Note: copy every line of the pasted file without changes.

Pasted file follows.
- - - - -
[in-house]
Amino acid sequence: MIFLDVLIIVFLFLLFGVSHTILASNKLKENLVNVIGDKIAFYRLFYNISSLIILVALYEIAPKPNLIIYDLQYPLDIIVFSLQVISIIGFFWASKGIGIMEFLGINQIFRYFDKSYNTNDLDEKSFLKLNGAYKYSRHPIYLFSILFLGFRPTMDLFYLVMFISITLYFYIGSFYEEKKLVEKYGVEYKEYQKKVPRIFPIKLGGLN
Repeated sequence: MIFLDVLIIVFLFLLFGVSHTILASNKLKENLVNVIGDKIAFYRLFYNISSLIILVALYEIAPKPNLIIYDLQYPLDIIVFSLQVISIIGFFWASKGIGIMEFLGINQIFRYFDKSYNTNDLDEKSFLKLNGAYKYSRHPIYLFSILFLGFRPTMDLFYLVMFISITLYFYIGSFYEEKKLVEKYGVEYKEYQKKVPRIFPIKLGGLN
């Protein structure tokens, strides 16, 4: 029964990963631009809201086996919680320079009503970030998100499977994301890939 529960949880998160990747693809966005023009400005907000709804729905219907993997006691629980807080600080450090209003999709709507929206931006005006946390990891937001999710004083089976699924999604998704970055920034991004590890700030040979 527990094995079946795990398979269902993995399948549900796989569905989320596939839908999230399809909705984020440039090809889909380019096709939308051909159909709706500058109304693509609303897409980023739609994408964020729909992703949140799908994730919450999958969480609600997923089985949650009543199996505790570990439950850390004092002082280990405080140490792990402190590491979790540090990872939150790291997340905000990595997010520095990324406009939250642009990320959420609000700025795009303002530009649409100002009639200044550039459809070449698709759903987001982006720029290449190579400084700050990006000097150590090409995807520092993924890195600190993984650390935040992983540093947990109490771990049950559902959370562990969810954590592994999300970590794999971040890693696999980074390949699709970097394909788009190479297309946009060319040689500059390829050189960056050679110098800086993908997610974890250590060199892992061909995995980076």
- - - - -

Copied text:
[in-house]
Amino acid sequence: MIFLDVLIIVFLFLLFGVSHTILASNKLKENLVNVIGDKIAFYRLFYNISSLIILVALYEIAPKPNLIIYDLQYPLDIIVFSLQVISIIGFFWASKGIGIMEFLGINQIFRYFDKSYNTNDLDEKSFLKLNGAYKYSRHPIYLFSILFLGFRPTMDLFYLVMFISITLYFYIGSFYEEKKLVEKYGVEYKEYQKKVPRIFPIKLGGLN
Repeated sequence: MIFLDVLIIVFLFLLFGVSHTILASNKLKENLVNVIGDKIAFYRLFYNISSLIILVALYEIAPKPNLIIYDLQYPLDIIVFSLQVISIIGFFWASKGIGIMEFLGINQIFRYFDKSYNTNDLDEKSFLKLNGAYKYSRHPIYLFSILFLGFRPTMDLFYLVMFISITLYFYIGSFYEEKKLVEKYGVEYKEYQKKVPRIFPIKLGGLN
């Protein structure tokens, strides 16, 4: 029964990963631009809201086996919680320079009503970030998100499977994301890939 529960949880998160990747693809966005023009400005907000709804729905219907993997006691629980807080600080450090209003999709709507929206931006005006946390990891937001999710004083089976699924999604998704970055920034991004590890700030040979 527990094995079946795990398979269902993995399948549900796989569905989320596939839908999230399809909705984020440039090809889909380019096709939308051909159909709706500058109304693509609303897409980023739609994408964020729909992703949140799908994730919450999958969480609600997923089985949650009543199996505790570990439950850390004092002082280990405080140490792990402190590491979790540090990872939150790291997340905000990595997010520095990324406009939250642009990320959420609000700025795009303002530009649409100002009639200044550039459809070449698709759903987001982006720029290449190579400084700050990006000097150590090409995807520092993924890195600190993984650390935040992983540093947990109490771990049950559902959370562990969810954590592994999300970590794999971040890693696999980074390949699709970097394909788009190479297309946009060319040689500059390829050189960056050679110098800086993908997610974890250590060199892992061909995995980076």